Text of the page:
He Said She Said - Sail Magazine

He Said She Said

I’m pretty sure the BMW Oracle folks weren’t really expecting Alinghi to apologize for what they claim are misrepresentations attributed to Alinghi skipper Brad Butterworth—regarding the breakup of the Singapore negotiations—but for the record, Golden Gate YC commodore Marcus Young did request an apology in a January 15 letter to SNG commodore Pierre-Yves Firmenich. In a new
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I’m pretty sure the BMW Oracle folks weren’t really expecting Alinghi to apologize for what they claim are misrepresentations attributed to Alinghi skipper Brad Butterworth—regarding the breakup of the Singapore negotiations—but for the record, Golden Gate YC commodore Marcus Young did request an apology in a January 15 letter to SNG commodore Pierre-Yves Firmenich. In a new communication dated today, January 17, Mr. Young says that his intent is “to set the record straight. “ Commodore Young writes:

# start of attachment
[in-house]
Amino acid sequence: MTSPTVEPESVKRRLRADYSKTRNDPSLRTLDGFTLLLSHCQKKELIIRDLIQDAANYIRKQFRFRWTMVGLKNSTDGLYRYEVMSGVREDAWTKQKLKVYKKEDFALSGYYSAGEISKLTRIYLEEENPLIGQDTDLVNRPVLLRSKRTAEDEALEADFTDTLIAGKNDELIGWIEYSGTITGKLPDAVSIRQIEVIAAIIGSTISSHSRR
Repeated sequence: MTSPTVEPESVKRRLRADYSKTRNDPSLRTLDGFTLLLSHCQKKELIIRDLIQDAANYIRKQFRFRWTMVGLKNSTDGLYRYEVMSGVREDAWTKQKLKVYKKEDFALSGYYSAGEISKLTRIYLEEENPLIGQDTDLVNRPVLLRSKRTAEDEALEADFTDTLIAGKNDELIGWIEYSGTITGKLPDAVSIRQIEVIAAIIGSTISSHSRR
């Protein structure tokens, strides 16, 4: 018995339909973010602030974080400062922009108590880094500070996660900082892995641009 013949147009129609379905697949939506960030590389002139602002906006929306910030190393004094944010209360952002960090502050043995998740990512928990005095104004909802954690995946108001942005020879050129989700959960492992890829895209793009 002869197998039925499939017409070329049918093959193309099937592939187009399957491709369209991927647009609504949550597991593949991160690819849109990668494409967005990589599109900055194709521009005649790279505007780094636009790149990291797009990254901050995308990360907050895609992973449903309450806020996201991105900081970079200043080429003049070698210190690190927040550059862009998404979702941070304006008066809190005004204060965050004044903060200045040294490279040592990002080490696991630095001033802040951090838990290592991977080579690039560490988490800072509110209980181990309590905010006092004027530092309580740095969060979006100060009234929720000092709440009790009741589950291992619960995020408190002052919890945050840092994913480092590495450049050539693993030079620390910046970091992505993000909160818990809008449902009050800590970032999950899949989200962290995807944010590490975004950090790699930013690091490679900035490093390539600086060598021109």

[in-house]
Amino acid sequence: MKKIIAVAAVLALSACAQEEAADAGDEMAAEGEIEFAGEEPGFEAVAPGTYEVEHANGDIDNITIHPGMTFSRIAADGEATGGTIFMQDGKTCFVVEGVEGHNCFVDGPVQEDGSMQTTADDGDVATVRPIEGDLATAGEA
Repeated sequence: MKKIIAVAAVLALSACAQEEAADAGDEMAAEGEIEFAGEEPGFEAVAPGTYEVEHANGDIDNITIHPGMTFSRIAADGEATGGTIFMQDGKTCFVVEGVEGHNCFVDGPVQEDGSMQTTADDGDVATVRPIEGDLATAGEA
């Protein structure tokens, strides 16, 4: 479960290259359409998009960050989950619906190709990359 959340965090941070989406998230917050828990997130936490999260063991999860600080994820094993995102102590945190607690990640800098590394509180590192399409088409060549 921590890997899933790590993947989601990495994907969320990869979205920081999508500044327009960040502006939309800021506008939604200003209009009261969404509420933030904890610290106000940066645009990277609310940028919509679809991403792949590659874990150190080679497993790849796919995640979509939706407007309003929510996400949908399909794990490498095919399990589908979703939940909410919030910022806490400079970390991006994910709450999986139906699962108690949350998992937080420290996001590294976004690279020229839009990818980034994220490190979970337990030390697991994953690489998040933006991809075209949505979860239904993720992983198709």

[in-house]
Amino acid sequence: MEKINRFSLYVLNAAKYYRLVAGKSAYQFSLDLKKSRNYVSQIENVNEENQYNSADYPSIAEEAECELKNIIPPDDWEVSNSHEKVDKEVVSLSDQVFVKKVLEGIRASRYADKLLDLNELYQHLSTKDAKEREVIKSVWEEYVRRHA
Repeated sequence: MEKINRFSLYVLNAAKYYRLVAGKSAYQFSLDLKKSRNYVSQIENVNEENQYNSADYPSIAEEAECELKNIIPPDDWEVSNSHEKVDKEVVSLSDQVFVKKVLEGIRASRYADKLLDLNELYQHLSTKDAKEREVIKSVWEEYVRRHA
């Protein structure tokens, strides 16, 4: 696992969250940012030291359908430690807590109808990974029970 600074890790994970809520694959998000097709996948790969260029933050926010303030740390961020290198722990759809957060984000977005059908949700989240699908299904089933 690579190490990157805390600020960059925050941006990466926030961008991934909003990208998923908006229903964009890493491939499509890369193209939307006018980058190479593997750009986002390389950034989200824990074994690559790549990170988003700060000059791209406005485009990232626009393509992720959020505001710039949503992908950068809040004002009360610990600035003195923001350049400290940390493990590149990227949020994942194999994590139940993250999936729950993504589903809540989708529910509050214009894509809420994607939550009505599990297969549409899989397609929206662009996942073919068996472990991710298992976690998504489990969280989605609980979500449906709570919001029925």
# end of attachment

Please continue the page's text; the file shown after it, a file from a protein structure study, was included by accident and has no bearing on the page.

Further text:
“Of the three parties who drew-up the Singapore Agreement, only Alinghi/SNG did not sign it. Since then, David Tillett, Chairman of the International Jury for the 33rd America’s Cup and present at the meeting, has confirmed publicly that one side ‘balked’ at signing the agreement ‘at the 11th hour.’

“Your negotiators knew that we had delayed serving the ‘Constructed In Country’ legal paperwork for a week, pending the Singapore meeting . . . You will be aware that the Singapore Agreement included a provision that all legal actions by both sides-including Wednesday’s CIC motion-would be dropped. Be advised that we will not rescind that motion unless and until your Club signs the Singapore Agreement.”

You can read the full letter here:

It figures. The man in charge of Alinghi, Ernesto Bertarelli, once explained to me that the changes he had made to the racing protocol, which is what launched us into this avalanche of unintended consequences, “were really very small.”

Meanwhile, in Valencia, Alinghi has been sailing, and BMOR has launched its tri with a mast in position “for load testing.” What that means or doesn’t mean for the celebrated wing is, I suppose, left deliberately vague.

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